Lost in Translation: Culture, Language and Flight Safety

Today I read an article from the Wall Street Journal and it really struck a chord; something powerful which could really be used to our advantage in modern aviation. During my time spent working in different countries, I have been astounded by the varied manner in which normal professional business is conducted: even in multinational corporations where a ‘norm’ is more defined.

We have an industry of immense capability when it comes to data gathering, analysis and change management. We monitor everything. Technical professionals on the ground know when a modern airliner is a ‘bit sick’ long before the pilots do. Aviation is one of those areas in life where any possible prospect for advance is savagely pursued – not just because of the competitive nature of our industry, but because safety is in ALL our interests. Old or young, almost all of us owe our continued existence on this planet to a safely-executed commercial flight at some stage in our past; the safety of that particular flight was the layer of Swiss Cheese (see James Reason) successfully acting as a barrier between our risky willingness to hurl ourselves in to the air at high speed and the promise of a rather untimely demise as a result.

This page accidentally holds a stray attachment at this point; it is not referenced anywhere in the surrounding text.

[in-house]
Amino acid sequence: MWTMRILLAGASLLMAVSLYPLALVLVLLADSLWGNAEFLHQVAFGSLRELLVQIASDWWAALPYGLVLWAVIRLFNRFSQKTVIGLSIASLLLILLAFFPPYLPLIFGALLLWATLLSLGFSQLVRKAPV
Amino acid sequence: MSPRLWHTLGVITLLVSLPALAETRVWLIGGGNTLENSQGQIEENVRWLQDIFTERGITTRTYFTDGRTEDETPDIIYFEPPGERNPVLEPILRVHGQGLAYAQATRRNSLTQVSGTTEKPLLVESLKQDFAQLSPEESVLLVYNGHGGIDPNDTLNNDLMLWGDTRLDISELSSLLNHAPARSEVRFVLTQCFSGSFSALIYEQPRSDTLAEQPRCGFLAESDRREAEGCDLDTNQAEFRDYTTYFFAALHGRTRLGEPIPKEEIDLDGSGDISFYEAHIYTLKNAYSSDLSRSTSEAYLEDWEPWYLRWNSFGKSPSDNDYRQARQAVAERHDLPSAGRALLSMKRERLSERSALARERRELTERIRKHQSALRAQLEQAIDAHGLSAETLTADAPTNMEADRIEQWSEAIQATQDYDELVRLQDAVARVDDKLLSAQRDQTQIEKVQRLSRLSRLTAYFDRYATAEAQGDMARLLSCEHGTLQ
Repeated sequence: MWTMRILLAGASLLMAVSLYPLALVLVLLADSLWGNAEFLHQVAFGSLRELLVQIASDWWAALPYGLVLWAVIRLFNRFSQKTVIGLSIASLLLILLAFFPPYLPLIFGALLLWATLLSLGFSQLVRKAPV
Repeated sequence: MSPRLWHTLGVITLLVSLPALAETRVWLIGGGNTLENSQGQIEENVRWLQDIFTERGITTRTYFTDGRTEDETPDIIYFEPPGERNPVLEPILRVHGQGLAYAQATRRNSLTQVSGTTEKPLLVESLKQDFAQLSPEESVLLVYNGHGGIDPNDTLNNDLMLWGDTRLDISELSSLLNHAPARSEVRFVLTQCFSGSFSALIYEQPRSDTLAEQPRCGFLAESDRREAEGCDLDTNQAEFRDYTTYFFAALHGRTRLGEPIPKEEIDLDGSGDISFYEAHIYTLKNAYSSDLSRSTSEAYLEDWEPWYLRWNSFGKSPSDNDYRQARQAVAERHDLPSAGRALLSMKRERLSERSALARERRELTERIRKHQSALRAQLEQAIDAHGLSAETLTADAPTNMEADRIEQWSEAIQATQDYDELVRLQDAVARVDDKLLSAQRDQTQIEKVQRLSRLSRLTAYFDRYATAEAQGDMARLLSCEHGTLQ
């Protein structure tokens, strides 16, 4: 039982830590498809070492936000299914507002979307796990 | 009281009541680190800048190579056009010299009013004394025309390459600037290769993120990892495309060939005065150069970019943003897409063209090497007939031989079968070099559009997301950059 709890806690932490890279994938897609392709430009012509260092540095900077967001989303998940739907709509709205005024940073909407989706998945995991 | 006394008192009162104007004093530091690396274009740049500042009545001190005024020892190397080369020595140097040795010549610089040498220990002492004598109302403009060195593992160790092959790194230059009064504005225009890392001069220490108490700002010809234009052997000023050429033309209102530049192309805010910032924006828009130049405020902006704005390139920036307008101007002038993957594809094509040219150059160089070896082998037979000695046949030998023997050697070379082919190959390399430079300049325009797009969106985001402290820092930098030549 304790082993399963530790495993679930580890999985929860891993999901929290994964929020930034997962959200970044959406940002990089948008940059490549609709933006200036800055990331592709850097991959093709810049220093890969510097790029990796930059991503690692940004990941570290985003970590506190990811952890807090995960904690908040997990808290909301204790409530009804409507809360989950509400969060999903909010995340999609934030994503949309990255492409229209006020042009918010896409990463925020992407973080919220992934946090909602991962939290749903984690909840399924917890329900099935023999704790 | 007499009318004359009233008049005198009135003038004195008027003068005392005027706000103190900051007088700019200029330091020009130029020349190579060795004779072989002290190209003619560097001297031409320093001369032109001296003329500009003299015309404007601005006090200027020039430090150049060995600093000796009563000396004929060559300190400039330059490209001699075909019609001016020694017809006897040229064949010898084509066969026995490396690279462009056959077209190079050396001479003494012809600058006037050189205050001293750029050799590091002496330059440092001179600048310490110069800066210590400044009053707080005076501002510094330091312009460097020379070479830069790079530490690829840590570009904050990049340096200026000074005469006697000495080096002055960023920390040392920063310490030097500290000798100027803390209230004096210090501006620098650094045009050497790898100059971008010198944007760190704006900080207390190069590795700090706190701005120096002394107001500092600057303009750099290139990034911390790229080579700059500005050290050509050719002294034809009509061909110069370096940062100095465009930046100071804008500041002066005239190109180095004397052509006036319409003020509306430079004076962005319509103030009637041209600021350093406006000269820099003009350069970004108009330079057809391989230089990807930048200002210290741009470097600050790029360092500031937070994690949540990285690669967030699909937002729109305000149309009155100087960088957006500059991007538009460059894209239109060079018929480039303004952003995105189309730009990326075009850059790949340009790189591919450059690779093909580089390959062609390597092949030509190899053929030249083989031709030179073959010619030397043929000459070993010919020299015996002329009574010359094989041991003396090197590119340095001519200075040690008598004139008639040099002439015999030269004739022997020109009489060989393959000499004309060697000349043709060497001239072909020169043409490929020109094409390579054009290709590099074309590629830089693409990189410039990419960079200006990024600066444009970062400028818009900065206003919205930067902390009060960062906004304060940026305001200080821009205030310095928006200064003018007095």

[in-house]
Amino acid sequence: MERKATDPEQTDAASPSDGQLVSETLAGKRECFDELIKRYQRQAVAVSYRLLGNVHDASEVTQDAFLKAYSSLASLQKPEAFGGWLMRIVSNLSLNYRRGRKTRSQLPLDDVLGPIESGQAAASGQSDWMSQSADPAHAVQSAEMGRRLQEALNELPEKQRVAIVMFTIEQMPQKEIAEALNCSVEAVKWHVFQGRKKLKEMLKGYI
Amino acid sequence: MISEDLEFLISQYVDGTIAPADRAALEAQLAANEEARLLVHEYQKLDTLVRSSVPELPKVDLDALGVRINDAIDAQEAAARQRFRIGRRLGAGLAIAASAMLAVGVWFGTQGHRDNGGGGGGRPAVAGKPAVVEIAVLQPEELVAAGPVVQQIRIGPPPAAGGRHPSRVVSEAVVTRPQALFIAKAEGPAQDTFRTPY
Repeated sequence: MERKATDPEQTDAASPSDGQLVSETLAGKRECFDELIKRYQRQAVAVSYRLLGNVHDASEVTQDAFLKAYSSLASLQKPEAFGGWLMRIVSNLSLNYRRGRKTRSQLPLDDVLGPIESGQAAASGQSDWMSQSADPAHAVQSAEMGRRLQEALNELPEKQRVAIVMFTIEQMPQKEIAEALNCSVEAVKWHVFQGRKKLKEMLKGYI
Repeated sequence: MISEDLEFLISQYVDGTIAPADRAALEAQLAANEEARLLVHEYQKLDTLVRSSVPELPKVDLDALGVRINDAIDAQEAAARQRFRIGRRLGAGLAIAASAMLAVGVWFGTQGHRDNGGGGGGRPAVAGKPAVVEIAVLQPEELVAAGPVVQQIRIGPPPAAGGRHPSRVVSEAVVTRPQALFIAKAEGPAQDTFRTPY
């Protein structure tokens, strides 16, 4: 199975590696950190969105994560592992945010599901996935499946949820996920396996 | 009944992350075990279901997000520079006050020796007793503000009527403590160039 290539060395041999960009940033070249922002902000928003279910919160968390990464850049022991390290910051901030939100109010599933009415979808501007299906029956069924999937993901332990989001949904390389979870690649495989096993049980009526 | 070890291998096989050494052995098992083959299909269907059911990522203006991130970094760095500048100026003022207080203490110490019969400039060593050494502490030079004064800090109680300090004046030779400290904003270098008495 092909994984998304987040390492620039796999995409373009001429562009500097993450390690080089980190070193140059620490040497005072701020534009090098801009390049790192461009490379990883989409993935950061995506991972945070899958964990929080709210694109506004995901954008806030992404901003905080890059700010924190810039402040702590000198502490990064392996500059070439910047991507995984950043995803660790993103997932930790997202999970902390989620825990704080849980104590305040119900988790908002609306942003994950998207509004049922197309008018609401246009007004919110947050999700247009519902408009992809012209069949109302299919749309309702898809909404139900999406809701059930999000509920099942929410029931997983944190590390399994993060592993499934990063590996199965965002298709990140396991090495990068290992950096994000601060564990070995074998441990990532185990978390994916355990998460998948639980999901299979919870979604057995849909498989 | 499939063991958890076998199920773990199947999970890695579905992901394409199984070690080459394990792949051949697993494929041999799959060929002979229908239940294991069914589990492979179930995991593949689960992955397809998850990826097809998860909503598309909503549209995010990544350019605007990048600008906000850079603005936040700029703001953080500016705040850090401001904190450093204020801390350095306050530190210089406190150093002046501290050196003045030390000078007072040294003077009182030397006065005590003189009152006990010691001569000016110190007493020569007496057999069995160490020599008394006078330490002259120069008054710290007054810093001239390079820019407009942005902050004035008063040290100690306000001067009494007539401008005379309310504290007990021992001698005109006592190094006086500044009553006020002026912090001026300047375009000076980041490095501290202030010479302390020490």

But how was the operation of that flight affected by the nationality of the crew and/or airline? How did the culture associated with that operation affect our successful continuance? In his book Outliers, Malcolm Gladwell speaks about the turnaround in Korean Air and how culture was a key factor in the process for change. He also speaks about the mathematical abilities of the Chinese, and how that could be attributed to the way they are required by the rules of their language to describe items in a certain way.

This brings me back to the Wall Street Journal article at http://online.wsj.com:

“In one study, Spanish and Japanese speakers couldn’t remember the agents of accidental events as adeptly as English speakers could. Why? In Spanish and Japanese, the agent of causality is dropped: “The vase broke itself,” rather than “John broke the vase.” “

So what’s my point, I hear you ask?

Aviation relies on a Just Culture: no blame, simply prevention. How is this demonstrated in cultures where the language refers to events in a blameless manner, as reported in the link above, versus cultures where the language is more blame-oriented or individual-specific?

What about this:

“Simply showing that speakers of different languages think differently doesn’t tell us whether it’s language that shapes thought or the other way around. To demonstrate the causal role of language, what’s needed are studies that directly manipulate language and look for effects in cognition.